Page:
Imagine a team that normally expects to do 25 points in a 2 week Sprint. They normally produce high quality, well tested, well reviewed, work, and as a result very few immediately apparent defects make it into a release. Their releasable work is normally deployed to production a few days after the end of each Sprint.

Now put them under pressure to deliver a project with a hard deadline in one sprint. They work late, they put in a huge effort, but they also cut corners. Yes, this will happen. Worse, the project's on that horrible system that no one likes to touch. That one with very little (or no) automated test coverage. The one that has a billion user facing features, many of them long forgotten by your team. Yes, that one.

On paper they get through 50 points of work in the Sprint. No one is entirely comfortable with this, but it's going out on time. It is, of course, a bit of a mess. Bugtastic perhaps. Some of the bugs are "fix this right now" levels of fail. Many are "fix this next sprint or the world will end."

These bugs are clearly going to seriously interfere with the next Sprint. It's also pretty inevitable that bug fixes rushed through initially will result in more production bugs too, though hopefully less urgent ones. These may well impact a second sprint as well.

You start work on the next sprint, and bugs are sure enough reports of problems in production are pouring in. You decide to apply estimates to them, and assign developers to fixing them as they appear.

So, do you count these bugs towards velocity or not?

Lets start with no. You get through a big pile of bugs (0 points) plus a few planned stories (lets say 10 points each for two sprints.) Your velocity looks like 50+10+10. That's not actually too awful. Over the last 3 sprints you got through 70 points of the product backlog, while averaging 23 points a sprint. You're actually still being quite consistent with the product owner's roadmap.

Excellent. Now, what if we did count those bugs towards velocity? Lets say you get 20 points worth of them to fix in those two following sprints. Your velocity is now 50+30+30. This looks pretty damn awesome! Over the last 3 sprints you've just averaged 36 points. Pats on backs all round, we should do this more often! Next sprint we'll go for another 30, yeah? This is clearly wrong. You should not be able to boost your velocity by doing work badly. It screws with roadmap planning because it artificially inflates your velocity, making it look like you're capable of working faster than you are. It also screws with measuring how much work has been done since that wasn't 110 points of planned work from your product owner's backlog, it was only 70!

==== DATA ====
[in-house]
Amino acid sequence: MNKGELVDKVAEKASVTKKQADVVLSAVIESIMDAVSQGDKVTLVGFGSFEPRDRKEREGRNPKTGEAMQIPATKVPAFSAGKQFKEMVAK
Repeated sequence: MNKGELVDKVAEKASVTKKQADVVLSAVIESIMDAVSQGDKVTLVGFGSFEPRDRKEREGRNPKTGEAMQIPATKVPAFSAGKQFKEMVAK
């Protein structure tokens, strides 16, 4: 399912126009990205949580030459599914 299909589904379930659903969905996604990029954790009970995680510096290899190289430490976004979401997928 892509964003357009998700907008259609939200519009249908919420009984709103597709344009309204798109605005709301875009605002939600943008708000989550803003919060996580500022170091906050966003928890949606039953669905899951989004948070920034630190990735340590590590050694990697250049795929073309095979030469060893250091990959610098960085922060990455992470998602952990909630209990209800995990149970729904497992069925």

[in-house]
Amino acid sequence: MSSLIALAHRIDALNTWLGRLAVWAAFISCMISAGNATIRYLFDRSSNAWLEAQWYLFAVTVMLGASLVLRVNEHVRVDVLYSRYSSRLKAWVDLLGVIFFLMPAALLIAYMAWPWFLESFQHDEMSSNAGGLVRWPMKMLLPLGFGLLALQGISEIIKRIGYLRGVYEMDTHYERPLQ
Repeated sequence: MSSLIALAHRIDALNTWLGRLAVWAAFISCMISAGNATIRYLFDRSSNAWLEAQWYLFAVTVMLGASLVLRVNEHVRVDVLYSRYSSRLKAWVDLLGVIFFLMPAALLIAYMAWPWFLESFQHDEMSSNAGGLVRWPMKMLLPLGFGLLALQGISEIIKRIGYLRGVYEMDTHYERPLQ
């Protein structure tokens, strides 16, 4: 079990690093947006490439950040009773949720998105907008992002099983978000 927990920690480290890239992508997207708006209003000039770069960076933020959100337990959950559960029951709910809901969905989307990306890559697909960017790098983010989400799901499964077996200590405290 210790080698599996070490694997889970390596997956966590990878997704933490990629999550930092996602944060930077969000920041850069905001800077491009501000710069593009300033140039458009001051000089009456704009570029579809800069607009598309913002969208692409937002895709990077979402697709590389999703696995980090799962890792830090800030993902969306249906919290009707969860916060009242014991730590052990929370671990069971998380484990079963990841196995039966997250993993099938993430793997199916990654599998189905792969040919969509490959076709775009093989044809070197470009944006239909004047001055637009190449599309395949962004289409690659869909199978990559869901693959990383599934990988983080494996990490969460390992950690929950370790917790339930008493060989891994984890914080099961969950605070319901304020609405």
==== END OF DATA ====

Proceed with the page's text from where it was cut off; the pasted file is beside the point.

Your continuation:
So, what happened? You adjusted your definition of done. You cut the level of quality and attention to detail put into your work in order to meet a deadline. This may be fine, it might have been life or death for the company. You might have saved the business, or made it millions, despite the bugs that got into production!

In an ideal world you should have re-estimated when it was apparent that you were going to cut corners. A pile of "then fix it" work (preferably thought through in advance, rather than reacting to a stream of bugs) would account for the difference (plus a bit) between the new and original estimates. You'd have been able to count all of that towards your velocity. That pretty much never happens though, if you're dropping testing and reviews in the desperate rush to production then there's no hope you're going to pause for long enough to do that! You don't sit down and carefully plan through what corners you're going to cut, and what the implications are, you just get the work out the door.

This all still holds true for the general case of release bugs, it's just more obviously wrong when you consider it in the context of this kind of project, as the outcomes are so extreme. You're supposed to be aiming for producing defect free code, and a failure to do that should not make it look like you got more work done.

So, am I saying you shouldn't count bugs towards velocity? Well, it's not that simple.

Sometimes you've inherited a huge pile of bugs from the past, with no immediate urgency for a fix. Those should be estimated and the product owner will schedule them as and when they feel they're important. Since they're now on the product backlog they should be counted towards velocity when they're completed.

As and when new bugs come up, it's up to the product owner. If the product owner wants to defer fixing the bug (and this shouldn't be the norm), then yes, it goes into the product backlog and will be counted towards velocity when it eventually gets done in a sprint. If they want it fixed in the current sprint (which should be the normal case for newly introduced defects) then it must not be counted, since it isn't progress towards the product backlog and is a result of failing to fully deliver a previous sprint.